Those with the right habits seem to do better than others. They’re doing the most important thing regularly and, as a result, everything else is easier.

  1. Willpower is Always on Will-Call

That willpower is an unlimited resource that is readily available whenever needed. However, willpower is finite and can be depleted over time. The authors encourage readers to tackle their most important tasks during their periods of peak energy and focus. Here are some explanations- 

  • Finite nature of willpower: Willpower is not an unlimited resource but rather a finite one. Just like a muscle, your willpower can become depleted with use. Every decision or act of self-control you make throughout the day depletes your reserves of willpower.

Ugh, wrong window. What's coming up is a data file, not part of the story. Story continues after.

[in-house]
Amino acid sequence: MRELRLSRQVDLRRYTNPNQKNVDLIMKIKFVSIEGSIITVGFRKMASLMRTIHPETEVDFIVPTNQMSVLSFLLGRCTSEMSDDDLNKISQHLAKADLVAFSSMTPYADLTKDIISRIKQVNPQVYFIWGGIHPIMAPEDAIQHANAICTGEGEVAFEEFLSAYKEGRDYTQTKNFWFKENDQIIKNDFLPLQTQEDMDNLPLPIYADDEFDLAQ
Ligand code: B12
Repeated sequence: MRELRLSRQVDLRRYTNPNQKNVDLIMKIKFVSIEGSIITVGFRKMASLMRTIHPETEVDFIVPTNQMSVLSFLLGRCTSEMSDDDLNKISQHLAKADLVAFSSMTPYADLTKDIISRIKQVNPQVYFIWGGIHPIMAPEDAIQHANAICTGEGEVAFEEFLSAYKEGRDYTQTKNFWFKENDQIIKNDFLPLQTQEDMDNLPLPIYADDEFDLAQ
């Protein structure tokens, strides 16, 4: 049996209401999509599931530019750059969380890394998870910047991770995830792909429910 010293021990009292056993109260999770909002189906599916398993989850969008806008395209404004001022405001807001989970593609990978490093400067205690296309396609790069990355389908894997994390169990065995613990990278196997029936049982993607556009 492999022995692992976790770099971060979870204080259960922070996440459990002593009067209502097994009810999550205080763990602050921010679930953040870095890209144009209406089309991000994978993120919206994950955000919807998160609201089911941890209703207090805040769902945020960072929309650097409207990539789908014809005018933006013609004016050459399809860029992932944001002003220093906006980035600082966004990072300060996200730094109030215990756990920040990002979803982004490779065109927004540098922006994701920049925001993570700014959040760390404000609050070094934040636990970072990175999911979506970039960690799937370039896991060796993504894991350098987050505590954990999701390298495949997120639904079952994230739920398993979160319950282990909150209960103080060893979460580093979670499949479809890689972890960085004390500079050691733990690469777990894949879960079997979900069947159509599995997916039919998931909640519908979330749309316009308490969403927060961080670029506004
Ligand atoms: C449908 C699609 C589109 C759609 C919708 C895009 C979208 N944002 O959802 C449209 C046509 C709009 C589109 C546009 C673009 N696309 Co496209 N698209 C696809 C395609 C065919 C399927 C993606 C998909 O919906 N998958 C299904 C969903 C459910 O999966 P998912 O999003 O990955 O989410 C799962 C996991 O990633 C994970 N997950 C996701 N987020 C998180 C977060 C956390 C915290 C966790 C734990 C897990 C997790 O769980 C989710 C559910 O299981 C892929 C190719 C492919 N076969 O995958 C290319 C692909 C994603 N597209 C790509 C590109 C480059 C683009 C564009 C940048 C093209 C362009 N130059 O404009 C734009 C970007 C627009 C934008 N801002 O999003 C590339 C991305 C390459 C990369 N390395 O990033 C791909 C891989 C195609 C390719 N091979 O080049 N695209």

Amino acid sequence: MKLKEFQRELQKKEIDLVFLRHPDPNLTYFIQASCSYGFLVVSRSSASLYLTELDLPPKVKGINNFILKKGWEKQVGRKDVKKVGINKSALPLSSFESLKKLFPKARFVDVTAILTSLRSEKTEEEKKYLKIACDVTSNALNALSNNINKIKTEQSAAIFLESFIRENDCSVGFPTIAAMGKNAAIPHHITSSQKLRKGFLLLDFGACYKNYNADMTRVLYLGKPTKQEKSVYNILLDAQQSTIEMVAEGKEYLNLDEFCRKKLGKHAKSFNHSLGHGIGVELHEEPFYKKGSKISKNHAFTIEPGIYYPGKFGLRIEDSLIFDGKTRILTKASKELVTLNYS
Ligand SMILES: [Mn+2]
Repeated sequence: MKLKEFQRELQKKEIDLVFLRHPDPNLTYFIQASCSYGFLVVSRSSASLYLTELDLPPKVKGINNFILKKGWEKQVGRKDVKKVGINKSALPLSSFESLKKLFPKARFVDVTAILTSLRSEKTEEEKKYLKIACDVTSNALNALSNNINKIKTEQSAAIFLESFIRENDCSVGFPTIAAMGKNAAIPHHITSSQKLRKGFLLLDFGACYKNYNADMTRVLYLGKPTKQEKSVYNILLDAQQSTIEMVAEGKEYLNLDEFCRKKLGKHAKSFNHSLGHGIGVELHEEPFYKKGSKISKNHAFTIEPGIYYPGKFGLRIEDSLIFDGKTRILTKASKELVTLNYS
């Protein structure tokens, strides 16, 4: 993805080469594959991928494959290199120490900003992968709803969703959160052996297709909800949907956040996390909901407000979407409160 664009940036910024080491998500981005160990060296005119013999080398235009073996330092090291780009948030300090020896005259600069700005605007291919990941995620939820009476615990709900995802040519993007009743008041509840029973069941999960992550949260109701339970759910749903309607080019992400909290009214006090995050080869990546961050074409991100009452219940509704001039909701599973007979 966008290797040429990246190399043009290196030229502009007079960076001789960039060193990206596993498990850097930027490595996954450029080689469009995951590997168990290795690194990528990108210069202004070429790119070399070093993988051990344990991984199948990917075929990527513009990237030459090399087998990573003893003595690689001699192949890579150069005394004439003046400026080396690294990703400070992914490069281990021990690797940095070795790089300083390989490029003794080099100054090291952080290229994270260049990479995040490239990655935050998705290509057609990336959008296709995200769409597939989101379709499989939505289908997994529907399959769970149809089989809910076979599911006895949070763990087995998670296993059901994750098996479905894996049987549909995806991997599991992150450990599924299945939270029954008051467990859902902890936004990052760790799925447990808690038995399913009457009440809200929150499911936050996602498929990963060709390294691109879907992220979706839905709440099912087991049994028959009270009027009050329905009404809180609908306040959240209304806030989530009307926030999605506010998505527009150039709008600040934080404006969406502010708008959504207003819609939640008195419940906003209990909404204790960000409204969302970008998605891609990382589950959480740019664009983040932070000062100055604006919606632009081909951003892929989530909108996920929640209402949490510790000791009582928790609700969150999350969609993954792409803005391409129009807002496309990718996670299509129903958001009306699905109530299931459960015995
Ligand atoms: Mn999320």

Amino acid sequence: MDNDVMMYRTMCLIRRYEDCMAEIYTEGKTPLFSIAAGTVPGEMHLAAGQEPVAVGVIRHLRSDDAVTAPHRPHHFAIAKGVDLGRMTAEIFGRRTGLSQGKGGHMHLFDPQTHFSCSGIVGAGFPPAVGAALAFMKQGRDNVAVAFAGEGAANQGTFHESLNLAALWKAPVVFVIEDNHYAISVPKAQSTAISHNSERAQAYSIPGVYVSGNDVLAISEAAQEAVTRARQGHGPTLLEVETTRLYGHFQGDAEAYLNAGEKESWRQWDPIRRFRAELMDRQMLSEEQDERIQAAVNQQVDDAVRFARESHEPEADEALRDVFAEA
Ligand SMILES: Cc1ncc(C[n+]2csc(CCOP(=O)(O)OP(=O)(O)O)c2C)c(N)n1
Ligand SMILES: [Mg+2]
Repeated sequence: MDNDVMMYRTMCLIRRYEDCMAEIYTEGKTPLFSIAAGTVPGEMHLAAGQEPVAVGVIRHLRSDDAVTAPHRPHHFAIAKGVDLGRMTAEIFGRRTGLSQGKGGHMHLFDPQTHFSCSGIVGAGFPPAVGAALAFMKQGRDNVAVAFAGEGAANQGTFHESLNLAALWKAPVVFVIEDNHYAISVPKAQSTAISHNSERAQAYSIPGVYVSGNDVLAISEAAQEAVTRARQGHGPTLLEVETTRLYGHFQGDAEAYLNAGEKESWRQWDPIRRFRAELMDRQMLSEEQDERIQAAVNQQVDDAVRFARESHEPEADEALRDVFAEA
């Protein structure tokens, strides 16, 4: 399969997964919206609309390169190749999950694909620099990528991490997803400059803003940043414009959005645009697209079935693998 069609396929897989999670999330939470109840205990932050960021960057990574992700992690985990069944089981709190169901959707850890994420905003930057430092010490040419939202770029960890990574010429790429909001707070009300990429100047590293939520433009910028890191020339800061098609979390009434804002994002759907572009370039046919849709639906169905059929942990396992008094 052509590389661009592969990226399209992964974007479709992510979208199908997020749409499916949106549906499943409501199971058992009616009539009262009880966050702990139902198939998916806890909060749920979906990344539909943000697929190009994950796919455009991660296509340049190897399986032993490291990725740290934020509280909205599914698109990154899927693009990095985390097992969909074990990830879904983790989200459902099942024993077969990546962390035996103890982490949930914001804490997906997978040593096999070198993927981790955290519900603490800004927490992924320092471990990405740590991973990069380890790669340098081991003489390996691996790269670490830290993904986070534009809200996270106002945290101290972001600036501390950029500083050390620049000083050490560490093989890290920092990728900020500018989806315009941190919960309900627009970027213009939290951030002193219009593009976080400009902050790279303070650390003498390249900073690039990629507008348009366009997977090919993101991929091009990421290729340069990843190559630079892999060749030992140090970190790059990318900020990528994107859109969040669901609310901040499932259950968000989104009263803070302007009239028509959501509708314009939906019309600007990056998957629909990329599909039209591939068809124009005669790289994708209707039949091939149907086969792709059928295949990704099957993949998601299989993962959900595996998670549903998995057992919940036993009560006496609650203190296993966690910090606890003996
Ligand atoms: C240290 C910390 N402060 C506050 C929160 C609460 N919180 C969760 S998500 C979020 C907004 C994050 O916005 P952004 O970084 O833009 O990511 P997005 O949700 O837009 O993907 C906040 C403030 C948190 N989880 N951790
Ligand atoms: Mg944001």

• Strategic application: You should be strategic in how you use your willpower. Instead of relying solely on your willpower to push through tasks and make good decisions, you should conserve it for your most important priorities, which the authors refer to as your "one thing."
  • Eliminating decision fatigue: Constantly making decisions, especially trivial ones, can deplete your willpower. By simplifying your daily choices and routines, such as having a structured schedule, eliminating unnecessary decisions, and automating certain tasks. This reduces decision fatigue and preserves your willpower for essential decisions related to your "one thing."

So, if you want to get the most out of your day, do your most important work—your ONE Thing—early, before your willpower is drawn down.

  1. A Balanced Life